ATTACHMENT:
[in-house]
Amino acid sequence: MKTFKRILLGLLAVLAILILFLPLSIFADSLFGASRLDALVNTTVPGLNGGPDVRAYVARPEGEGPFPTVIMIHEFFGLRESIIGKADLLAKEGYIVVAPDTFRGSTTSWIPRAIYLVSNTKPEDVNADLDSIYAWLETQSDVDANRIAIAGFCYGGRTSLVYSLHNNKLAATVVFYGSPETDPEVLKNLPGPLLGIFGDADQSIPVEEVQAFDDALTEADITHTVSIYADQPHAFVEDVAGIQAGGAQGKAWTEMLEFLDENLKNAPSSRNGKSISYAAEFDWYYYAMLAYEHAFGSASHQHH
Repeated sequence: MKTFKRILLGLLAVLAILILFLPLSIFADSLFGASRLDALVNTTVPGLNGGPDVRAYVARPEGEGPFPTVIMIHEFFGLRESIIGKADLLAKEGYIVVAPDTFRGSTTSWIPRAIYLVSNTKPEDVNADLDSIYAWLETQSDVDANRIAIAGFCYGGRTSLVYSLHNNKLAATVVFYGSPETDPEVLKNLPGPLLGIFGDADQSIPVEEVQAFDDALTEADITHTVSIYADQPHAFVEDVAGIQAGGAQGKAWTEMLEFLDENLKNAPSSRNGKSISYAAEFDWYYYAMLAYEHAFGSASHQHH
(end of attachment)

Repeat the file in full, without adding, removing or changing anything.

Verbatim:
[in-house]
Amino acid sequence: MKTFKRILLGLLAVLAILILFLPLSIFADSLFGASRLDALVNTTVPGLNGGPDVRAYVARPEGEGPFPTVIMIHEFFGLRESIIGKADLLAKEGYIVVAPDTFRGSTTSWIPRAIYLVSNTKPEDVNADLDSIYAWLETQSDVDANRIAIAGFCYGGRTSLVYSLHNNKLAATVVFYGSPETDPEVLKNLPGPLLGIFGDADQSIPVEEVQAFDDALTEADITHTVSIYADQPHAFVEDVAGIQAGGAQGKAWTEMLEFLDENLKNAPSSRNGKSISYAAEFDWYYYAMLAYEHAFGSASHQHH
Repeated sequence: MKTFKRILLGLLAVLAILILFLPLSIFADSLFGASRLDALVNTTVPGLNGGPDVRAYVARPEGEGPFPTVIMIHEFFGLRESIIGKADLLAKEGYIVVAPDTFRGSTTSWIPRAIYLVSNTKPEDVNADLDSIYAWLETQSDVDANRIAIAGFCYGGRTSLVYSLHNNKLAATVVFYGSPETDPEVLKNLPGPLLGIFGDADQSIPVEEVQAFDDALTEADITHTVSIYADQPHAFVEDVAGIQAGGAQGKAWTEMLEFLDENLKNAPSSRNGKSISYAAEFDWYYYAMLAYEHAFGSASHQHH